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The Five-Finger Reading Strategy

by Matt Duczeminski, studioD

The "Five-Finger Rule" is an important reading strategy for students to learn and use as soon as they become independent readers. After choosing a book, students should open it to any page and begin reading. When they come to a word they can’t pronounce or don't understand, they put up a finger. If they put up one or fewer fingers, the book is much too easy. If they put up two or three fingers, the book is just right. Four fingers means the book should be read with a teacher or parent, and five fingers means the book is too difficult.

Too Easy

Books that are too easy to read are a waste of precious school time, and students need to know this immediately. Reading should always be at least a little challenging, and books that don’t stimulate the mind are boring. Even from an aesthetic point of view, a book that is way too easy is no fun to read, as it will assuredly lack in age-appropriate content as much as it does in challenging vocabulary. “Too easy” books should only be used as a reference point for growing readers, as they will look back and remember when those books were the hardest to read, and see how far they've come.

Just Right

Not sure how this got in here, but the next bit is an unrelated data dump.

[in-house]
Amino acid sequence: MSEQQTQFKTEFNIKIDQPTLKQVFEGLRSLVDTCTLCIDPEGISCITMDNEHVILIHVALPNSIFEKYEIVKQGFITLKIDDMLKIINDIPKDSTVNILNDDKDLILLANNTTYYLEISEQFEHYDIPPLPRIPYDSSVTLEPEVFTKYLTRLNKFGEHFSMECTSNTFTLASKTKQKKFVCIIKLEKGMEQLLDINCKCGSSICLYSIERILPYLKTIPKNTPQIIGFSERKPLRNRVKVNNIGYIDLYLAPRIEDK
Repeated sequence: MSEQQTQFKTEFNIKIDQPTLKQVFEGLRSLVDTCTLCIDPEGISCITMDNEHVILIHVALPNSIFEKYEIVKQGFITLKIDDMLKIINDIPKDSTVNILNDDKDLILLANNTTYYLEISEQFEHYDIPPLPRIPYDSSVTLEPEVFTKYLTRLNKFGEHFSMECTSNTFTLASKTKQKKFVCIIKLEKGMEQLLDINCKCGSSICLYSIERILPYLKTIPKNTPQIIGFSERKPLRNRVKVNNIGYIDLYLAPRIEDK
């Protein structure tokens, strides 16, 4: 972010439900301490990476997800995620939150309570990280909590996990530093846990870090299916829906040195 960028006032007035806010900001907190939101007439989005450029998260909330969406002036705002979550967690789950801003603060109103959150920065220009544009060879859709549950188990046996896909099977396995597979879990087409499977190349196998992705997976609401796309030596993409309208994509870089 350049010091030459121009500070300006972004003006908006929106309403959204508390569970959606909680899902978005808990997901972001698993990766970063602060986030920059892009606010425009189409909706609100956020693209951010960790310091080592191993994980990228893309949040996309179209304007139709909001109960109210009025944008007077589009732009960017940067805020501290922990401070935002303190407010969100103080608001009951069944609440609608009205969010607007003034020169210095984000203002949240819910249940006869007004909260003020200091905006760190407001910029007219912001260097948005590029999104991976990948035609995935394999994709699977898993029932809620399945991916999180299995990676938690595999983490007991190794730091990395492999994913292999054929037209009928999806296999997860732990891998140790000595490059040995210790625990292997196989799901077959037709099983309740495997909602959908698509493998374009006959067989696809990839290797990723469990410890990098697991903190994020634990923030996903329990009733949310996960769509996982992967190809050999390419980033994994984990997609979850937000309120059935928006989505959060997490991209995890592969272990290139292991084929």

If a student finds a book that interests him, and he only puts up two or three fingers when reading a random page, this book is just for him. His interest in the topic makes it intrinsically important that he learn what those two or three words are and what they mean. The advantages are twofold. If a student reads a 60-page chapter book, and encounters one to three new words per page, he’ll learn over 100 words just from that book. Also, his reward for learning new vocabulary is his ability to read a new book and, in turn, learn more about a topic of interest.

A Little Help

Books that warrant four fingers are best left to guided reading sessions, in which the student can sit with an adult to discuss the book and assist when necessary. Books that are a little too hard to read independently are of little use alone. Even if the student can read most of the words, she may or may not comprehend the text. When reading a four-finger book with a child, guide her toward understanding how to use clues, rather than simply telling her what a word is or what it means. Books of this difficulty level are the best books to utilize reading strategies with, so after guiding a child toward a specific strategy, let her experiment with it.

Too Hard

Putting up five fingers means a book is too hard for a student to read at the current time. However, these books should never be considered impossible to read. Rather, they should act as a motivator. If students are interested in a topic, they’re going to want to read about it. If they can’t read a specific text yet, they’ll have a reason to want to improve their reading skills. Give a student who finds himself wanting to read a five-finger book an easier book on the same topic, and remind him that the goal is to one day read the harder one and learn much more.

About the Author

Matt Duczeminski is a before- and after-school tutor and supervisor for the CLASP program in the Cheltenham School District. A graduate of SUNY New Paltz's Master of Science in education (Literacy, B-6), Duczeminski has worked in a variety of suburban areas as a teacher, tutor and recreational leader for the past eight years.

Photo Credits

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